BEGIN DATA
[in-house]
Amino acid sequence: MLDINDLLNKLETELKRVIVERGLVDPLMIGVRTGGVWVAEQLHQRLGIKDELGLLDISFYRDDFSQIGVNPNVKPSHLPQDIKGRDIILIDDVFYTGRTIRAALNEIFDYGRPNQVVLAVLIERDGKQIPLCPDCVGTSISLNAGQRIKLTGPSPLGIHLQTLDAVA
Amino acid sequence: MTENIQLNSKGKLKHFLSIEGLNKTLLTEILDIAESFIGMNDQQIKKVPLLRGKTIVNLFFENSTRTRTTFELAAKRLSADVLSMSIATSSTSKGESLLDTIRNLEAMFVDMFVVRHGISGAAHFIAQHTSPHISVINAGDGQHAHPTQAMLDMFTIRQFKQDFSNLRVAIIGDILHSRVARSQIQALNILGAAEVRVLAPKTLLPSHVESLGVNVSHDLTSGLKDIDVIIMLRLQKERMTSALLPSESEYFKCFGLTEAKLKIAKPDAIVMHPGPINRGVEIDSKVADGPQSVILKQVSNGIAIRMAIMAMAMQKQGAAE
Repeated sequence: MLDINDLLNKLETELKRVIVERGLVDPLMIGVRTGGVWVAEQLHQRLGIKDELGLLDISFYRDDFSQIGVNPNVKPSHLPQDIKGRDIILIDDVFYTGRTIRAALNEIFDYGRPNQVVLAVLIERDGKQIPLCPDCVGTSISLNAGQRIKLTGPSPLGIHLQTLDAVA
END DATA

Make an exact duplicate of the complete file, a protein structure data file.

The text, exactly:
[in-house]
Amino acid sequence: MLDINDLLNKLETELKRVIVERGLVDPLMIGVRTGGVWVAEQLHQRLGIKDELGLLDISFYRDDFSQIGVNPNVKPSHLPQDIKGRDIILIDDVFYTGRTIRAALNEIFDYGRPNQVVLAVLIERDGKQIPLCPDCVGTSISLNAGQRIKLTGPSPLGIHLQTLDAVA
Amino acid sequence: MTENIQLNSKGKLKHFLSIEGLNKTLLTEILDIAESFIGMNDQQIKKVPLLRGKTIVNLFFENSTRTRTTFELAAKRLSADVLSMSIATSSTSKGESLLDTIRNLEAMFVDMFVVRHGISGAAHFIAQHTSPHISVINAGDGQHAHPTQAMLDMFTIRQFKQDFSNLRVAIIGDILHSRVARSQIQALNILGAAEVRVLAPKTLLPSHVESLGVNVSHDLTSGLKDIDVIIMLRLQKERMTSALLPSESEYFKCFGLTEAKLKIAKPDAIVMHPGPINRGVEIDSKVADGPQSVILKQVSNGIAIRMAIMAMAMQKQGAAE
Repeated sequence: MLDINDLLNKLETELKRVIVERGLVDPLMIGVRTGGVWVAEQLHQRLGIKDELGLLDISFYRDDFSQIGVNPNVKPSHLPQDIKGRDIILIDDVFYTGRTIRAALNEIFDYGRPNQVVLAVLIERDGKQIPLCPDCVGTSISLNAGQRIKLTGPSPLGIHLQTLDAVA